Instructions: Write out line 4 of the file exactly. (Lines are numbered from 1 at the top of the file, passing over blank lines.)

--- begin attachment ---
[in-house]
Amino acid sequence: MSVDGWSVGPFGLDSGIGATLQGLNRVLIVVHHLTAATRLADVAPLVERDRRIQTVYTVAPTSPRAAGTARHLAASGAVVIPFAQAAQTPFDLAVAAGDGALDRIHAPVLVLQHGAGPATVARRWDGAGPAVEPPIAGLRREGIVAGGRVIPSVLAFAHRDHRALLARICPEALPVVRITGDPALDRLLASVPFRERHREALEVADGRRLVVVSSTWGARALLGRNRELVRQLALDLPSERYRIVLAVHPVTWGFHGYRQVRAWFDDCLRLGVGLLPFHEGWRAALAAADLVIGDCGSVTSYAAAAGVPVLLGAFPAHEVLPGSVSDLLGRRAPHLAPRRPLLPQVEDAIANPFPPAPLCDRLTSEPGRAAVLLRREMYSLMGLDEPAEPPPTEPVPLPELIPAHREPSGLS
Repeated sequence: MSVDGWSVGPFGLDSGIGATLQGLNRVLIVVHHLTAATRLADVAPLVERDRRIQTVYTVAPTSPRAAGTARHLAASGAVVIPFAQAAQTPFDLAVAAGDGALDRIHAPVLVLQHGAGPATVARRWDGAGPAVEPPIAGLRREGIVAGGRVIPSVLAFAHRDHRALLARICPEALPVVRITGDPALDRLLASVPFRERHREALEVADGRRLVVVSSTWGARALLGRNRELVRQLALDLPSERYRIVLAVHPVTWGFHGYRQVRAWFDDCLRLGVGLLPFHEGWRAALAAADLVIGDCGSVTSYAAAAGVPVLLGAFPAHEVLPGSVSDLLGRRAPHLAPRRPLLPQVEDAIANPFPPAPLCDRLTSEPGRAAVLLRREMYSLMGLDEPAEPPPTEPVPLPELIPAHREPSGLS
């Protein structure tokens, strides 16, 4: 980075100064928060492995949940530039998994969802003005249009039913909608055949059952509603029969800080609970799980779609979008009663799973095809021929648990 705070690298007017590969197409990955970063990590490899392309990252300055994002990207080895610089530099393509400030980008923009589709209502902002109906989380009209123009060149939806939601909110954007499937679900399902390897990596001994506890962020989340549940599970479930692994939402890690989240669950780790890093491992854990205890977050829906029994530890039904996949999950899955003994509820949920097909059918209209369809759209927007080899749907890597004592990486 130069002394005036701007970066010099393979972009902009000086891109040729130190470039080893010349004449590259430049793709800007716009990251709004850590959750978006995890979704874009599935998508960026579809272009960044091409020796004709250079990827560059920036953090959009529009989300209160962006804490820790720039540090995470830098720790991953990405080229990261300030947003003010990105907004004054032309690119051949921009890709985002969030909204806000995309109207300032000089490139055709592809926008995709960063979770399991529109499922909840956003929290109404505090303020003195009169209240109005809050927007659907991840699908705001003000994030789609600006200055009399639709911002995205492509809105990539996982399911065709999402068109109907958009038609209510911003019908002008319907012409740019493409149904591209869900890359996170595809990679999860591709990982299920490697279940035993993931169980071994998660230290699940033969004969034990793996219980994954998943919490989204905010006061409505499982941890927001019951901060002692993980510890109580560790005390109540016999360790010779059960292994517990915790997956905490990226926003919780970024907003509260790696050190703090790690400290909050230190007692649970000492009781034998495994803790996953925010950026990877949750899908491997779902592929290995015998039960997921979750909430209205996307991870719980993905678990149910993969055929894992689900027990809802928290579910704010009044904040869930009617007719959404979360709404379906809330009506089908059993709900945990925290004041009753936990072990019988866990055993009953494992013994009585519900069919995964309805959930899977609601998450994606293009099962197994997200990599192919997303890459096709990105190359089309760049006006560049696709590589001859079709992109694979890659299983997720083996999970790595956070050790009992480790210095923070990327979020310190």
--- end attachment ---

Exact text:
């Protein structure tokens, strides 16, 4: 980075100064928060492995949940530039998994969802003005249009039913909608055949059952509603029969800080609970799980779609979008009663799973095809021929648990 705070690298007017590969197409990955970063990590490899392309990252300055994002990207080895610089530099393509400030980008923009589709209502902002109906989380009209123009060149939806939601909110954007499937679900399902390897990596001994506890962020989340549940599970479930692994939402890690989240669950780790890093491992854990205890977050829906029994530890039904996949999950899955003994509820949920097909059918209209369809759209927007080899749907890597004592990486 130069002394005036701007970066010099393979972009902009000086891109040729130190470039080893010349004449590259430049793709800007716009990251709004850590959750978006995890979704874009599935998508960026579809272009960044091409020796004709250079990827560059920036953090959009529009989300209160962006804490820790720039540090995470830098720790991953990405080229990261300030947003003010990105907004004054032309690119051949921009890709985002969030909204806000995309109207300032000089490139055709592809926008995709960063979770399991529109499922909840956003929290109404505090303020003195009169209240109005809050927007659907991840699908705001003000994030789609600006200055009399639709911002995205492509809105990539996982399911065709999402068109109907958009038609209510911003019908002008319907012409740019493409149904591209869900890359996170595809990679999860591709990982299920490697279940035993993931169980071994998660230290699940033969004969034990793996219980994954998943919490989204905010006061409505499982941890927001019951901060002692993980510890109580560790005390109540016999360790010779059960292994517990915790997956905490990226926003919780970024907003509260790696050190703090790690400290909050230190007692649970000492009781034998495994803790996953925010950026990877949750899908491997779902592929290995015998039960997921979750909430209205996307991870719980993905678990149910993969055929894992689900027990809802928290579910704010009044904040869930009617007719959404979360709404379906809330009506089908059993709900945990925290004041009753936990072990019988866990055993009953494992013994009585519900069919995964309805959930899977609601998450994606293009099962197994997200990599192919997303890459096709990105190359089309760049006006560049696709590589001859079709992109694979890659299983997720083996999970790595956070050790009992480790210095923070990327979020310190």